Conference of Chief Justices Endorses Report on Civil Justice Improvements

August 3, 2016

A just-released report recommending concrete improvements in the American civil justice system has been endorsed by the Conference of Chief Justices (CCJ), the country’s association of top state judicial leaders. The report—released last week at CCJ’s annual conference in Jackson, Wyoming—calls on state judicial leaders to implement 13 recommendations, and was produced in conjunction with the National Center for State Courts (NCSC) and the Institute for the Advancement of the American Legal System (IAALS). The State Justice Institute (SJI) provided funding. The report was simultaneously endorsed by the Conference of State Court Administrators (COSCA).

“This is a call to action for state court leaders across the country,” said Chief Justice Thomas A. Balmer of Oregon, who chaired the committee that produced the report. “Our courts need to resolve disputes fairly—but also at lower cost and with less delay. The support of the Conference of Chief Justices is vital, and now we turn to working with judicial leaders to implement these proven recommendations.”

The report—entitled “Call to Action: Achieving Civil Justice for All”—is the result of more than two years worth of research and discussion by a blue-ribbon group of legal and judicial leaders. The committee included state chief justices, trial court judges, court administrators, attorneys and academics.

The recommendations are designed to meet the challenges of contemporary civil caseloads by taking advantage of modern technologies and highly trained court staff to provide effective oversight and timely intervention to move civil cases to resolution.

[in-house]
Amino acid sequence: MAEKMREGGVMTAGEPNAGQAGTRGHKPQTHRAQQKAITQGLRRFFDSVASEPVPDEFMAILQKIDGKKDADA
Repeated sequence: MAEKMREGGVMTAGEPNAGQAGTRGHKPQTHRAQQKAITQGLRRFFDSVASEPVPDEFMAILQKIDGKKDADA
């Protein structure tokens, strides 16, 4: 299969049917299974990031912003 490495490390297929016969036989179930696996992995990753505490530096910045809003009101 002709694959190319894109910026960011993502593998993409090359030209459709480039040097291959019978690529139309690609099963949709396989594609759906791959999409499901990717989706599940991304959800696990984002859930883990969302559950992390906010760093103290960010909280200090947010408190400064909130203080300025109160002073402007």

They present a comprehensive framework that features: 

  • Procedural reforms implemented in a variety of state courts that have been empirically tested and shown to substantially improve civil case processing; 
  • A right-sized staffing model for civil case processing that delegates substantial responsibility for routine caseflow management to specially trained professional staff, supported by effective case automation, permitting judges to focus on tasks that require their unique training and expertise;
  • A Pathway Approach to caseflow management that assigns cases at filing based on the expected amount of court involvement needed to resolve the case, but offers sufficient flexibility for reassignment as the needs of the case change over time; and
  • A renewed focus on high-volume calendars that comprise the vast majority of contemporary civil caseloads, especially improved access for self-represented litigants, and greater attention to uncontested cases and greater scrutiny of claims to ensure procedural fairness for litigants.

“We need a legal process that can fairly and promptly resolve disputes for all Americans,” said Mary McQueen, president of the National Center for State Courts. “These recommendations, when implemented, will enhance public confidence in
our system of civil justice.”

“The civil justice system is mired in misperceptions and inefficiencies,” said IAALS Executive Director and former Colorado Supreme Court Justice Rebecca Love Kourlis. “The recommendations for change that the Chief Justices just approved are grounded in broad experience and data; and they are innovative, forward-looking, and inspiring.”

The full report is available here. Both NCSC and IAALS have committed to working with state courts to implement the recommendations.

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